11. Invite the media. Put out a media alert to all local media about a week in advance. Then put a notice on the day book for the media the day before the event. Call any media you know in advance and get them to interview some of the people who will testify or the members of Congress, people who are desperate for healthcare, or members of your committee.;
  12. Designate Jobs
    Plan for the day of the event. Everyone in your group should make suggestions about testimony, but designate someone to receive emails and phone calls and schedule all of the testimonies.  There are hundreds of stories. Make provisions for rest space, child care and, of course be sure you have transportation support and accessibility for all;
  13. Testimonies Try to have a wide variety of testimonies from all kinds of people in business and labor, lawyers re: malpractice tort claims, CEO’s of hospitals, people struggling with Medicaid and with disability issues, people who’ve been denied health care in all kinds of situations, people whose loved ones have died for lack of health care coverage, people whose premiums and co-pays, prescription drug costs and deductibles have risen beyond their capability, people who couldn’t get drug treatment or mental healthcare, people who have solutions, (particularly those who can talk about the provisions of a national single payer solution, H.R. 676, but others as well). Be sure to have people to listen to the testimony including members of Congress, city council members, legislators, and prestigious members of the community and media;
  14. Refreshments Plan for food and drinks for everybody — volunteered by the community if possible; these hearings are held at all hours of the day. Some of them are two days long with major speakers and films; some are in the evening with a spaghetti dinner and gospel music; some are simple meetings in someone’s home or church, library or community center; others are lunch through the end of the day.
  15. Video and Photos Be sure to video tape or Facebook live your event including some interviews with public officials, participants, organizers, and also visuals of the building and other signs of the location. Be sure to get all the names and addresses of those who testify. A video release form should also be signed by all individuals featured.  Send us photos and videos too so we can put them on our website.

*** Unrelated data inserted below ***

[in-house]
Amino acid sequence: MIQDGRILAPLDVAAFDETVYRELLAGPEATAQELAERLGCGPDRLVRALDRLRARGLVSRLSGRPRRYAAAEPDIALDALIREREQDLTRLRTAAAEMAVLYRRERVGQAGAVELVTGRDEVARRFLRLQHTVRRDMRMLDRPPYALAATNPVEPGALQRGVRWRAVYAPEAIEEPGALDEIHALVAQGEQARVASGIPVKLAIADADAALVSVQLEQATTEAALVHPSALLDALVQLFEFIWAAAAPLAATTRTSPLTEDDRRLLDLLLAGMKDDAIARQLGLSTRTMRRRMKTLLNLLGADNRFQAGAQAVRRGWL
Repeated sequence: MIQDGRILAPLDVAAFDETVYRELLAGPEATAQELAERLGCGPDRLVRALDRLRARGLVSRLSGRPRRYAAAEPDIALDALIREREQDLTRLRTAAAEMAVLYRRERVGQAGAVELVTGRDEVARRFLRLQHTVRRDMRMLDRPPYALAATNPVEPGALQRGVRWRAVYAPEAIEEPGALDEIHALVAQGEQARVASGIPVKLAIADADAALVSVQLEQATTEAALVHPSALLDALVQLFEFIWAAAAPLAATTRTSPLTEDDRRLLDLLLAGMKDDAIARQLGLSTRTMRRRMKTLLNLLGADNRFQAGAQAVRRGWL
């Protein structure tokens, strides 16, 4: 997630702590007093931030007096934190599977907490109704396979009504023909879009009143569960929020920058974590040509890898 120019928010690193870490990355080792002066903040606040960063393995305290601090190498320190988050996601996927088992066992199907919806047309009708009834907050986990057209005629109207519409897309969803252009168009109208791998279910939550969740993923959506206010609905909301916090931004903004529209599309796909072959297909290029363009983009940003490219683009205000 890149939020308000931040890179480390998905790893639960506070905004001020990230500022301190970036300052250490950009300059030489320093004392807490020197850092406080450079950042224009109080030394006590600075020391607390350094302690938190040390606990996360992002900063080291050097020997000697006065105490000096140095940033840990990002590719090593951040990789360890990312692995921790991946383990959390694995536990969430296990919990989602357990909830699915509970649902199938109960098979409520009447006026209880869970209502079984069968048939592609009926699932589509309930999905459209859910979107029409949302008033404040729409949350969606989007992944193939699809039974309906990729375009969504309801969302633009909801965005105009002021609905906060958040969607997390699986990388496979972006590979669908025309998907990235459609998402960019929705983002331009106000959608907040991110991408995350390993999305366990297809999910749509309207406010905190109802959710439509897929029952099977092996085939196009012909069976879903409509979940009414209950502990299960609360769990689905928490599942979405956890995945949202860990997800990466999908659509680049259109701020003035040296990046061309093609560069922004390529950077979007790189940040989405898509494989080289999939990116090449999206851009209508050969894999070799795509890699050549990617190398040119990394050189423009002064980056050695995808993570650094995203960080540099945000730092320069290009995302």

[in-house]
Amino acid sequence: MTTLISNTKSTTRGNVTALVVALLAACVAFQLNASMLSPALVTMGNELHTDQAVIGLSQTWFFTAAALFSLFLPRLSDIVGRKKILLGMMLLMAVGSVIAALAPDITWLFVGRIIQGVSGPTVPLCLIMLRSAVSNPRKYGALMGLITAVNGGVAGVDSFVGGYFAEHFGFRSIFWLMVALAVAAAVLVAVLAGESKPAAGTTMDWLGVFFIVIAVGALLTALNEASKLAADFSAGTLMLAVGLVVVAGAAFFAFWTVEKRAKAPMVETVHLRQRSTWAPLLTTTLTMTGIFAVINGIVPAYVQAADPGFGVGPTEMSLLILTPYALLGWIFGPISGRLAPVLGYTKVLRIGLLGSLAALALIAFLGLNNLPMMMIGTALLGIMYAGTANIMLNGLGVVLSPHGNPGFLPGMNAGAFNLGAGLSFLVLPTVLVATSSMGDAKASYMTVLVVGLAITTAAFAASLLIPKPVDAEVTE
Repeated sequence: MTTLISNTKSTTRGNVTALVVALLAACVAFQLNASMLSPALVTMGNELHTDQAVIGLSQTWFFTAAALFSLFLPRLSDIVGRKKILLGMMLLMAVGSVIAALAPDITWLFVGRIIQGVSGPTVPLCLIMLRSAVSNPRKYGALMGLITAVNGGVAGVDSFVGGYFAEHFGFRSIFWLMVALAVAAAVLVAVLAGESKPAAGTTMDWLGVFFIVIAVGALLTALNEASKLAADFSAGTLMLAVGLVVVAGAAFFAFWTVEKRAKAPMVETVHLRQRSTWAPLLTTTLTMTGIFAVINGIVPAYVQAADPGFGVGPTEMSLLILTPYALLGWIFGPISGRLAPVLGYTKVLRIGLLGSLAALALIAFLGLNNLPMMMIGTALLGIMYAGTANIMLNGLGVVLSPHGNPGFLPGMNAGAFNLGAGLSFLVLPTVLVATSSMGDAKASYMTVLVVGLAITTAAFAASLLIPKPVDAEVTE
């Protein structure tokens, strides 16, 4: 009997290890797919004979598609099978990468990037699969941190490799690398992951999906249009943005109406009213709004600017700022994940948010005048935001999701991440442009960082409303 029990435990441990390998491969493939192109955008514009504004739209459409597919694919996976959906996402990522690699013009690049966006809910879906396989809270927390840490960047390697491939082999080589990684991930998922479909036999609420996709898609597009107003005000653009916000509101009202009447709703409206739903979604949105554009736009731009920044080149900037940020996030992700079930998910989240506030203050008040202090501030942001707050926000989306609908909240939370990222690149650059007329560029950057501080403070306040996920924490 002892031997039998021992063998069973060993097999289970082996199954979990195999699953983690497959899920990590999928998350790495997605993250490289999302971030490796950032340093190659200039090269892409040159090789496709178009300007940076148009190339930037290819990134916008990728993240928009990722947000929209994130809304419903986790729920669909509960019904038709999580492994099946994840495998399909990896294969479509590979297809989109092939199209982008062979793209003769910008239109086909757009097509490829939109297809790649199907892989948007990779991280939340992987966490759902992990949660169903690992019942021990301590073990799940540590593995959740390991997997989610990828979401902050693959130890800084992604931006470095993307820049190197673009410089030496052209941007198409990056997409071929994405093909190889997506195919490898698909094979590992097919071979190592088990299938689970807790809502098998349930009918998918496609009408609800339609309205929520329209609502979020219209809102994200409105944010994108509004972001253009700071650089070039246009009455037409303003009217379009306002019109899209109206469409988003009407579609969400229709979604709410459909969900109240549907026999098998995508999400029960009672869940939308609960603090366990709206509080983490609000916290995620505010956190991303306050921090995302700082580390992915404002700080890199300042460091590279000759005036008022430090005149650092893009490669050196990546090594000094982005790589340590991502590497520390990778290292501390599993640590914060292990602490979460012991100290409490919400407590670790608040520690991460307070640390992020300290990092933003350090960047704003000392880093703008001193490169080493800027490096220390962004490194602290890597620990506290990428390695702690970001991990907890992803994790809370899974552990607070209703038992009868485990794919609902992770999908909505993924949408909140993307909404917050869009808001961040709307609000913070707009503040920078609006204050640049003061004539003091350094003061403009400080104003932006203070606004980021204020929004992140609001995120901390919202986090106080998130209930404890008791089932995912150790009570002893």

16. Follow Up Plan your strategies for the coming months including visits to Congressional offices and other ways to get official hearings and passage of our legislation. You might work for a City Council resolution following the hearing, plan direct action in support of people who cannot get healthcare, hold campus teach-ins, plan a memorial service for the thousands who die every year simply for lack of healthcare. Many power points and films are available on our site. Carry petitions, hold events in the park, plan a bike-a-thon, be CREATIVE.
  17. Hold a training for speakers on the issue.
  18. Plan to meet soon after the hearing, inviting all who participated in any way to build on this event.;  Send a list of interested people who came to the hearing or are involved in being a part of Healthcare-now.  We will add them to the mailing list.

Don’t Forget:
1. Consolidate written testimonies in an accessible form;
2. Make and share your media and collect other media reports about your event.
3. Send thank you’s to testifiers, Congress Members and other notables, co-sponsors, volunteers, participants, donors

 

Modified from original by Katie Robbins.